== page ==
Unknown number of animals lost
All five of the county volunteer fire departments were called to the scene: Medford, Briceville, Andersonville, Marlow, and Claxton; as were Anderson County EMS and Anderson County Emergency Management. The Tennessee Wildlife Resources Agency also responded to assist.
Zoo personnel were able to evacuate some of the animals to safety.
All of the remaining animals are safe and contained.
Veterinarians were on-scene treating injured animals. Only minor injuries were reported by zoo workers, which were received during the evacuation. They were treated at the scene by EMS.
One firefighter was taken to Methodist Medical Center of Oak Ridge for a minor injury sustained fighting the fire.
Owner and founder of Little Ponderosa Zoo and Rescue, James Cox, said the state fire marshal inspected the damage Tuesday morning and told him where the fire originated, but could not determine a cause — but that it is believed to have been accidental.
“We have heat lamps, heat rocks, those sort of things when we winterize the animals,” Cox said. “It could have been something like that.”
Cox also said zoo workers noticed the fire and within “seconds” it had spread, taking the main entrance and the barn enclosure attached.
A small cage next to the barn also burned.
The fire is believed to have begun in the back left corner of the structure.
Cox said zoo staff and volunteers will sort through the damage and at that time he will have a full count on the number of animals that perished in the fire.
“We’ll find them as we clean up,” he said.
Many of the smaller animals perished.
Cox hasn’t had a dry-eyed moment since learning about the fire.
“I’m devastated. I just wish I would have been here,” he said.
Cox spends a lot of time on the road, checking on animals that may need rescued, securing donated food, setting up activities away from the zoo.
Monday was such a day.
In reality, zoo worker Linda Ripley said, Cox’s presence wouldn’t have made much of a difference. Once the fire started it fanned out “in seconds.”
The outpouring of support from Anderson Countians has been massive. Facebook posts asking for donations increase the amount pledged every 60 seconds, calls from well-wishers and volunteers have flooded Cox since the news hit social media Monday afternoon.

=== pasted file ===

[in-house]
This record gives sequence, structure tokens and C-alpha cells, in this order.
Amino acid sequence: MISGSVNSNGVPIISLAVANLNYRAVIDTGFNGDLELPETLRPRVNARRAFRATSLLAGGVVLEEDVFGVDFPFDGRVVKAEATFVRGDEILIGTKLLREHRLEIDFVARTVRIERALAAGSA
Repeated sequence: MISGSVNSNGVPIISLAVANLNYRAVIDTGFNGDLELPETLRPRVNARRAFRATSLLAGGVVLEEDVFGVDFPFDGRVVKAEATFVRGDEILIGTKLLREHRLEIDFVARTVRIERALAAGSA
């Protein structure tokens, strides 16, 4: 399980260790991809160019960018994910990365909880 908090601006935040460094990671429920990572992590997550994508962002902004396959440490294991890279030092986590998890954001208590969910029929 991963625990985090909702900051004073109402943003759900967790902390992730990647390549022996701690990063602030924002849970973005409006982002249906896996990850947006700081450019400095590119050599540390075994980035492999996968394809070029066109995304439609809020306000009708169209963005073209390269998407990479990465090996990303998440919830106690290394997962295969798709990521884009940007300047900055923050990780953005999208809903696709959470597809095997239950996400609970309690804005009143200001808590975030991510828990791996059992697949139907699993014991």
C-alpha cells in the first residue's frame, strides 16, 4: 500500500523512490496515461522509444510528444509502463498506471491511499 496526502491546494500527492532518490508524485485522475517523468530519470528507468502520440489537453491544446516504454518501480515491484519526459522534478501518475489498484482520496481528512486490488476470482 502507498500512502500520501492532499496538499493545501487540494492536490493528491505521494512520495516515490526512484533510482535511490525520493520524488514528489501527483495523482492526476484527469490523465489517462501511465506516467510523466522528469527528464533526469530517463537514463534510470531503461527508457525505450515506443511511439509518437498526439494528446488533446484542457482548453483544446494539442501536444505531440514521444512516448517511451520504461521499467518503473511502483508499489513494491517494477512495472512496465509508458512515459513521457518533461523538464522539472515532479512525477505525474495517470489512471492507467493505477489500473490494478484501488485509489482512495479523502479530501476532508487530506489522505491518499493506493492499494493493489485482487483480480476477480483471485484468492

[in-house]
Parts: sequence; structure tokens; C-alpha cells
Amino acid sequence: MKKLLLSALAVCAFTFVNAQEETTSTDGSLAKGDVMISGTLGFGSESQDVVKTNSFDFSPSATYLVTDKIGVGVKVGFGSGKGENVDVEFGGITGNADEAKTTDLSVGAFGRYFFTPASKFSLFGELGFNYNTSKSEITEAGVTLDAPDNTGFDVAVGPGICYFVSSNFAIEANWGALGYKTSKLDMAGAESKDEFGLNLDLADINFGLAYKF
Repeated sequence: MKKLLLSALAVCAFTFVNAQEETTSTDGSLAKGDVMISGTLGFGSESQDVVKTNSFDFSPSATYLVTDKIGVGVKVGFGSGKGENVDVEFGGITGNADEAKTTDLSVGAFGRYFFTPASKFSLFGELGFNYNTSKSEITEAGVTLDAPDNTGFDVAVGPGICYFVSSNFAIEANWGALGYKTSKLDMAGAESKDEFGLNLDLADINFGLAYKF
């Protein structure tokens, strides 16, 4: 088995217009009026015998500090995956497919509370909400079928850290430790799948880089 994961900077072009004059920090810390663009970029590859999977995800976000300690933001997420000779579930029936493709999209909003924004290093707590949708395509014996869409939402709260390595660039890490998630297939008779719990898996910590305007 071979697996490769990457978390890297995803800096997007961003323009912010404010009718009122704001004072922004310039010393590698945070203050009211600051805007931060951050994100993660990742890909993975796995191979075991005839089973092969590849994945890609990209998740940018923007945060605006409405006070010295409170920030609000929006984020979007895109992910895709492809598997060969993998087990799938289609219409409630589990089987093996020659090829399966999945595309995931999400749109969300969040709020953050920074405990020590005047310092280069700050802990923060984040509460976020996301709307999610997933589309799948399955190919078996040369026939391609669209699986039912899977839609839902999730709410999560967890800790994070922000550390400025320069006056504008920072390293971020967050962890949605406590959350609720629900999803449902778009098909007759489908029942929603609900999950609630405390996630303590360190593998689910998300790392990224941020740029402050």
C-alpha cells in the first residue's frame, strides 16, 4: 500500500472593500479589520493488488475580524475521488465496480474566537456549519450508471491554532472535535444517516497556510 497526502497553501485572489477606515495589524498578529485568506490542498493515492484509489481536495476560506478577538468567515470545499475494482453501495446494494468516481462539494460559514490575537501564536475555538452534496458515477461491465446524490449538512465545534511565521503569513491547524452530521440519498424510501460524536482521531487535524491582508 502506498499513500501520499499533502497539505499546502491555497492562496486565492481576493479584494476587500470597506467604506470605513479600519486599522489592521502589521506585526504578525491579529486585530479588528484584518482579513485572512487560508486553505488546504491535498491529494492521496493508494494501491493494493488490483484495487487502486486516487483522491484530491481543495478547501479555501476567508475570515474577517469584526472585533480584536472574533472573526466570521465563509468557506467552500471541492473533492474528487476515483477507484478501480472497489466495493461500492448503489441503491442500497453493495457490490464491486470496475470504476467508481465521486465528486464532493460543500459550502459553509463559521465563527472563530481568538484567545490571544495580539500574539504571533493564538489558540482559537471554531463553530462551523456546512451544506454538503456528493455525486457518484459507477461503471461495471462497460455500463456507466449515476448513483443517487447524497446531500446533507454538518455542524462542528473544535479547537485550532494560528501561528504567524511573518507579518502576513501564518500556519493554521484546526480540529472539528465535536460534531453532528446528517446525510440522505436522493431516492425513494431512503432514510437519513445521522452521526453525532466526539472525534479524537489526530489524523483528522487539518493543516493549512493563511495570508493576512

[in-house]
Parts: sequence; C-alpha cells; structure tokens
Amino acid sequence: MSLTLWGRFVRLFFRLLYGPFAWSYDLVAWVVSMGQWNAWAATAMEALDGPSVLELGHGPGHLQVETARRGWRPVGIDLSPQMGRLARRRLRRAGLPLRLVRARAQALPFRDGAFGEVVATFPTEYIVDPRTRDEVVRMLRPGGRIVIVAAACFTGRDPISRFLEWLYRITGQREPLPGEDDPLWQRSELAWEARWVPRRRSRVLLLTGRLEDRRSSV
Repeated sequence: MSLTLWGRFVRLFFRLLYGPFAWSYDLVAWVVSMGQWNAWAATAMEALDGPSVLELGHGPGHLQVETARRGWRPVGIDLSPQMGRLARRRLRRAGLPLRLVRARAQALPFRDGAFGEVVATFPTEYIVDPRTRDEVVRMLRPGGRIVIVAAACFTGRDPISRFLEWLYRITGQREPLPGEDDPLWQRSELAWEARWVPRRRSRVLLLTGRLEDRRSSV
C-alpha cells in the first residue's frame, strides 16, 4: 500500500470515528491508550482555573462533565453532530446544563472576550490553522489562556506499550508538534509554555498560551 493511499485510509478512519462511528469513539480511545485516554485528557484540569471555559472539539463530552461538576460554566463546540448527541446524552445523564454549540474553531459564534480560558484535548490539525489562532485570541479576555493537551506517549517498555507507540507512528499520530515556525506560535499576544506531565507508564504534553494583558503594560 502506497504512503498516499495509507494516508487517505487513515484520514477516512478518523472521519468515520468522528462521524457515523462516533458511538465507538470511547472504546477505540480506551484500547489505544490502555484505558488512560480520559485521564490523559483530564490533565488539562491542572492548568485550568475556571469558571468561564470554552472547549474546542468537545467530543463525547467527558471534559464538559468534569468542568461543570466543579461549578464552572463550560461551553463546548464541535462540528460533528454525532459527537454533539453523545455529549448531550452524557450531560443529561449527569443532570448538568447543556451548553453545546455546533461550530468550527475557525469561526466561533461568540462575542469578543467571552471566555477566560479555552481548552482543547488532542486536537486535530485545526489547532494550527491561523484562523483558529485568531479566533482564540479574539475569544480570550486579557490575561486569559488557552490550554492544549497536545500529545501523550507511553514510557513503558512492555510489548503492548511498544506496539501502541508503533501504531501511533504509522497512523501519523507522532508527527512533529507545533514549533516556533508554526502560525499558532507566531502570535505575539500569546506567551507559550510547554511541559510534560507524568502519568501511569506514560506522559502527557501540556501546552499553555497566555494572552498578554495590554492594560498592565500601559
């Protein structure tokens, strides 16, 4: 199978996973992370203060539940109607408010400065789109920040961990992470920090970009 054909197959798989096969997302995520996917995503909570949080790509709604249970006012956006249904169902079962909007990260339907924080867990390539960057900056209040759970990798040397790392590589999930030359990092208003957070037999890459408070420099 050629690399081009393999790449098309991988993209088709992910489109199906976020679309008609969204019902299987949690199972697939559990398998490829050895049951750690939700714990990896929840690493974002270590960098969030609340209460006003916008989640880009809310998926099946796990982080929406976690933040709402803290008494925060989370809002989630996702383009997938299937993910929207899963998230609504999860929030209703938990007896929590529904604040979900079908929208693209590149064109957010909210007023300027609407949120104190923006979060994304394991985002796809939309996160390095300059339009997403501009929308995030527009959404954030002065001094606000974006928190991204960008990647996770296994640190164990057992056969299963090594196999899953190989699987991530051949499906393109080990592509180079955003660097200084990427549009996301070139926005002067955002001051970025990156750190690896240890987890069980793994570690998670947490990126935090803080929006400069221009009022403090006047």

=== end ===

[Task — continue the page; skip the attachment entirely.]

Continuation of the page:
“I haven’t had time to process it yet,” Cox said. “This has hit me so hard.”
On Monday, Bradley Swida, who had just arrived from Florida, pulled into the Little Ponderosa Zoo and Rescue compound to apply for a job.
Swida had worked at zoos in Florida.
As soon as he pulled in he started helping out.
As of Tuesday at noon Swida had not left, but has stayed at Little Ponderosa helping in any way he could, mostly cleaning up at the present.
“That’s his truck right there,” Cox points to a truck in the parking lot. “It hasn’t moved since he got here. I haven’t even had time to talk with him about hiring him.
“He just started helping out.”
Tuesday morning volunteers pulled in to help any way they could.
A large, “circus-type” tent has been donated and will be set up later today to temporarily house the animals that were rescued from the barn.
People have brought bottled water for the volunteers, food for the volunteers and the animals, monetary donations, as well as pledges from businesses to help in the future.
Tuesday morning James Cox said he doesn’t know if he’ll rebuild.
He doesn’t know if can.
“That’s 30 years of my life right there,” he says pointing at the remains of the structure.
“I may be too old to start over. I may not have the money to start over.”
It’s Tuesday. The sky is grey and it’s raining. James Cox hasn’t slept in more than 24 hours and his emotions are raw.
But then Liz Cochran of Andersonville pulls into the parking lot of Little Ponderosa Zoo and Rescue and hands Cox two large bags.
“It’s deer meat,” she says. “I thought you might be needing it.”
Cox’s eyes become moist as he thanks her and hands the meat to a zoo worker.
“Thank you … This means a lot,” he says.
Another item lost: The facility’s large freezers for keeping meat for the animals.
Another item volunteered: A large freezer for keeping meat for the animals.
Will Little Ponderosa Zoo and Rescue rebuild?
“I’ve been asked that a lot,” Cox said. “Right now … I don’t know.”
But Cox hasn’t seen the social media posts, hasn’t heard the buzz around the county that Little Ponderosa Zoo and Rescue is not just wanted back, but needed.
But Cox pushed the emotional shock and the fatigue away long enough to get with Ripley and make plans on where to house the displaced animals and how best to feed them.
It’s a sign for the future.